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Get First Colonoscopy at 45, not 50: U.S. Expert Panel

By Cara Murez HealthDay Reporter

TUESDAY, May 18, 2021 (HealthDay News) -- A lot of people think of age 50 as the magic number for getting a first colonoscopy, but earlier is better, a prestigious U.S. expert panel now says.

Based on evidence that younger people are being diagnosed with colon cancer and would benefit from screening, the U.S. Preventive Services Task Force (USPSTF) is moving the recommended age for colon cancer screening from 50 to age 45.

The recommendation is for all adults without symptoms, personal health history of colon polyps or family health history of genetic disorders that increase risk, the task force noted.

"Colorectal cancer screening saves lives and people ages 45 to 75 should be screened ... to lower their risk of dying from this devastating disease," said Dr. John Wong, chief scientific officer of the USPSTF. "There is new science about colorectal cancer in people younger than 50. That science has allowed us to expand our recommendation to people ages 45 to 49."

Though the USPSTF is an independent, volunteer group of health experts in a range of specialties, its recommendations carry weight. For example, the Affordable Care Act linked USPSTF recommendations with its insurance coverage requirements.

The task force does not have enough evidence to show benefits to moving the screening age even lower, Wong said, but called for additional research.

The American Cancer Society was already recommending screening this younger age group, having altered its recommendations in 2018 to include those age 45 to 49.

The changing USPSTF recommendations will be mean less confusion about which recommendation to follow as well as insurance coverage for screening at an earlier age, said Robert Smith, senior vice president of cancer screening for the American Cancer Society.

"We want doctors and the public to recognize the value of starting screening at age 45, instead of putting it off until age 50 or even later, which frankly many people do," Smith said. "It's not as if everybody immediately begins screening at age 50. They commonly put it off until their middle 50s."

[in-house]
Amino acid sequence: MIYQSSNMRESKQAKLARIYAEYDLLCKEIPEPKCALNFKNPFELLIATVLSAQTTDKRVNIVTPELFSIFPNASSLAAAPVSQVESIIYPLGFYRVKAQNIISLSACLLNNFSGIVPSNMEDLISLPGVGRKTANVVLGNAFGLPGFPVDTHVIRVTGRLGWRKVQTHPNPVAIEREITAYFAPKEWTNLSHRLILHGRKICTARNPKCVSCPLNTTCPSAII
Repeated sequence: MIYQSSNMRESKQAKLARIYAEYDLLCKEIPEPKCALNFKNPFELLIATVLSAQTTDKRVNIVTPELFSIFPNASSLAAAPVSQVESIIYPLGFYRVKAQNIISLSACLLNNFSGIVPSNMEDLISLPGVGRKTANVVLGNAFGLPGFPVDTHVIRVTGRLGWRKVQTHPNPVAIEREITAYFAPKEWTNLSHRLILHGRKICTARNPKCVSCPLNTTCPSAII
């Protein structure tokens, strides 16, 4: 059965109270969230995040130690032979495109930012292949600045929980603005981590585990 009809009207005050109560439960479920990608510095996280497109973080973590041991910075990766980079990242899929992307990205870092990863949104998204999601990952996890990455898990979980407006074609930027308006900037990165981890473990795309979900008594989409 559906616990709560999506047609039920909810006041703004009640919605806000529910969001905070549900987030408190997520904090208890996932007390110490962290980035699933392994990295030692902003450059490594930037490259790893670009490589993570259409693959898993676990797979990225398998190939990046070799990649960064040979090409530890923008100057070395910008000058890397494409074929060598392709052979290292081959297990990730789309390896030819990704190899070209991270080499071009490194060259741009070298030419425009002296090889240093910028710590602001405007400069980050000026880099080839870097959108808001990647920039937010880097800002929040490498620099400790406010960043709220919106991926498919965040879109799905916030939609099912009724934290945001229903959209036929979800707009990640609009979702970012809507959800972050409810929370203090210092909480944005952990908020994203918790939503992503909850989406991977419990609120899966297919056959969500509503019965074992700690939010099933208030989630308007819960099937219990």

By some estimates, one-quarter to one-third of people in the already recommended age group of 50 to 75 aren't getting their screening on time, even though colon cancer is the third-leading cause of cancer death in the United States.

"This recommendation of screening for colorectal cancer is a critical preventive measure for all people ages 45 to 75 to help them live longer and healthier lives," Wong said.

Noting Black adults have particularly high rates of colon cancer and are more likely to die from the disease, the task force encouraged doctors to reach out to their Black patients to be sure they're screened regularly.

Also, people should talk to their doctors if they have a change in bowel habits, blood in their stools or darkening stool, which can be a sign of bleeding, Smith said.

Several types of tests can screen for colon cancer, Wong said. Some can be done at home. Some can be done in a medical office. Patients can talk to their doctor to figure out the right test for them.

The task force recommended both direct visualization tests such as colonoscopy and stool-based tests. The right test is the one that gets screening done, the task force statement said. The cancer society also recommends a stool test or direct visualization test. Visualization tests also include sigmoidoscopy or CT colonography.

"We can prevent this disease through screening and we can find it early," Smith said.

There isn't one answer for why more younger people are getting colon cancer, Smith said. An editorial accompanying the new recommendations -- published May 18 online in the Journal of the American Medical Association -- said risk can be reduced through diet and lifestyle changes.

Nearly 53,000 Americans will die of colon cancer this year, the task force estimates.

The USPSTF did not change its recommendations for older adults, ages 76 to 85.

"We recognize that the benefits and harms depend on an individual's overall health, whether or not they've been screened before that and their personal circumstances and preferences. So we recommend that people in this age group should talk with their clinician about whether screening is right for them," Wong said.

Evidence used to make the new recommendations included randomized controlled trials and USPSTF modeling studies.

More information

The American Cancer Society has more on colon cancer screening.

SOURCES: John Wong, MD, chief scientific officer and vice chair, clinical affairs, U.S. Preventive Services Task Force, Rockville, Md.; Robert Smith, PhD, senior vice president, cancer screening, American Cancer Society, Atlanta; Journal of the American Medical Association, May 18, 2021

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